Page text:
10/26/17, 3:09pm

At a presentation for Taiwan-Chinese relations, and I can’t help but feel conflicted.

It is naive. It portrays the entire conflict as a facade as a problem of ‘lack of understanding’ and ‘differences of human needs’, fixable with ‘human connection’. They likened the problem to an ‘onion’, in which economic power, independence, and national identity was the superficial facade and ‘self expression’ was the core.

I was angry at their naiveté, but I was also angry at my cynicism. I have no solutions — how can I fault them for trying? What ideology am I trapped in?

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07/07/17, 8:28am

I believe this was jotted thoughts for a poem idea

snow taking up ad space

or is it just blowing back (futilely), wind on the front of a bird’s wings

snow falling

ice statues

there is a special kind of cautious shame in those who bike upwards on a one way street

and some lack even this: they pedal lazily, bike turning side to side

it is a new york sort of reckless meandering

04/27/17, 4:53pm

IT IS A SPECIAL KIND OF PRIVILEGE TO BELIEVE IN YOURSELF.

“You’re going to be a dentist, just like your mom.”

It was so innocent; such a normal thing: like father, like son. Like mother, like daughter.

I can’t say the exact moment it happened, but one day I realized that all the old tired aphorisms in the world held such insurmountable truth in them that I couldn’t believe I’d heard them all before. They were like air, like the sky: always there, so much so that they ceased to exist in my head. So given that I had never once stopped and considered them.

I grew up in a white beach town, and for the entire time I lived there, I thought that was the only way to grow up. This was the norm. This was the self. It was the default. It’s not a conscious thought, or a phrased ever uttered. It just…was. And it was only after I left that I realized it had existed at all.

When I came here, I became cognizant of the other. I became cognizant that I *was* the other. I became cognizant that we were all the other.

I guess that’s what I mean. My mom was a dentist, and my dad was an engineer. To be an artist — to be creative — that was the other.

I remember when I came to college and saw everyone doing all these amazing things: making movies, music, writing policy, publishing articles and emailing Janet Yellen.  It was all so foreign, this stuff that I’d heard about growing up. This world in which important people were two points of connection away, not a million. This world in which so many options were open, and kids — my peers — had the freedom to be *what they wanted* and have their passions be heard; their causes they championed with far-reaching consequences across the *world*.

For the first time, I was interacting with the world.

I remember feeling alone.

I remember feeling out of place. I remember conversations with the kids of CEOs and Ivy League academia, their words twisting around my small town head, their casual indifference far, far more painful than any outright insult.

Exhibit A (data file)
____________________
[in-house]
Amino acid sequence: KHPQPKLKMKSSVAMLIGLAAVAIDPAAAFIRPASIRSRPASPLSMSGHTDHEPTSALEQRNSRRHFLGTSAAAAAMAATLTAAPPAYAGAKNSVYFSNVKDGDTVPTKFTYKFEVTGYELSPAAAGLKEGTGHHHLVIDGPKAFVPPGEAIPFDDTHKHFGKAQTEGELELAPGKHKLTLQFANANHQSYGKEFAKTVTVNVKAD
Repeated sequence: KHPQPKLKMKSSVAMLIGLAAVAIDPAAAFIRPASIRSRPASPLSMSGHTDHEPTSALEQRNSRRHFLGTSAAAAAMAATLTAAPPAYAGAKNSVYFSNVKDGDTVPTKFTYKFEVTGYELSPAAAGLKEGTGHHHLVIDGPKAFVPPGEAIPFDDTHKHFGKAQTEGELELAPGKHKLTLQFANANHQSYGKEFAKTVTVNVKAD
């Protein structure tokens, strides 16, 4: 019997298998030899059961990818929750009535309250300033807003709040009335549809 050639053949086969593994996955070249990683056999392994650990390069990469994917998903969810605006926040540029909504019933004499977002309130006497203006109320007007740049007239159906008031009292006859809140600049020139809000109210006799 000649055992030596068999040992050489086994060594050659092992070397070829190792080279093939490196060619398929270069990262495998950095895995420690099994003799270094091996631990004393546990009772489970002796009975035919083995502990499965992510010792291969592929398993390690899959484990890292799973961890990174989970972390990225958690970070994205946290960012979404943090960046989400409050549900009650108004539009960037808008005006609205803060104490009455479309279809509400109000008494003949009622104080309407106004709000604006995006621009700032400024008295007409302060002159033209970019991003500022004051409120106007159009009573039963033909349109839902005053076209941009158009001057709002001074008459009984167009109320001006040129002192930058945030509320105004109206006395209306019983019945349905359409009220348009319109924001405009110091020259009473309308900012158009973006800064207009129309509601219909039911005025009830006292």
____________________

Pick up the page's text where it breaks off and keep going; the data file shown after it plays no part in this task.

WRITE THE THINGS YOU DON’T KNOW ABOUT THE THINGS YOU KNOW.

08/09/17, 6:05pm, sitting at the steps of the 54rd st library reading terrance hayes, gentle measures

— and though this profoundly disappoints me, I now realize that I have spent my life not leaving traces because I do not want to see them later, or I do not know, simply, where to put them when I leave, change; and though I know rationally that it's not too late, I can't help but feel that I am too far behins, that anything I do now will be endlessly embarassing, and yet I know that it is this constant feeling of being behind that has partly gotten me to this situation in the first place, and so I know I need to just get the fuck started with what I'm not yet sure —

07/21/17, 11:24pm

You’re over JKm. Really. And so you’re not sure why this memory popped up, in the suicidal freefall of the downhill bike ride —

Was it the night you broke up? No — it was before that, you’re sure. You don’t remember what came before, but he looked at you and said,

I’m a complicated person.

Eyes narrowed poetically. His had was in your lap; he was looking up at you. He reminded you of that scene in Kung Fu Panda where Laoshi doesn’t die.

Aren’t we all complicated? You responded. What do you mean?

I’m complicated, he forged on. Less so than you.

Was that when I decided to break up with him?

But was it even fair? Who do I show my complicatedness to? Not him. Not anyone, really.

Maybe biking Manhattan bridge 5 times in a night is melodramatic. Maybe it’s not. Maybe you’re just scared of people thinking that.

Who in your life has biked Manhattan bridge over and over and not told the tale, never will tell the tale? Who has it in store?

07/07/17, 8:27am

snow taking up ad space

or is it just blowing back (futilely), wind on the front of a bird’s wings

snow falling

ice statues

there is a special kind of cautious shame in those who bike upwards on a one way street

and some lack even this: they pedal lazily, bike turning side to side

it is a new york sort of reckless meandering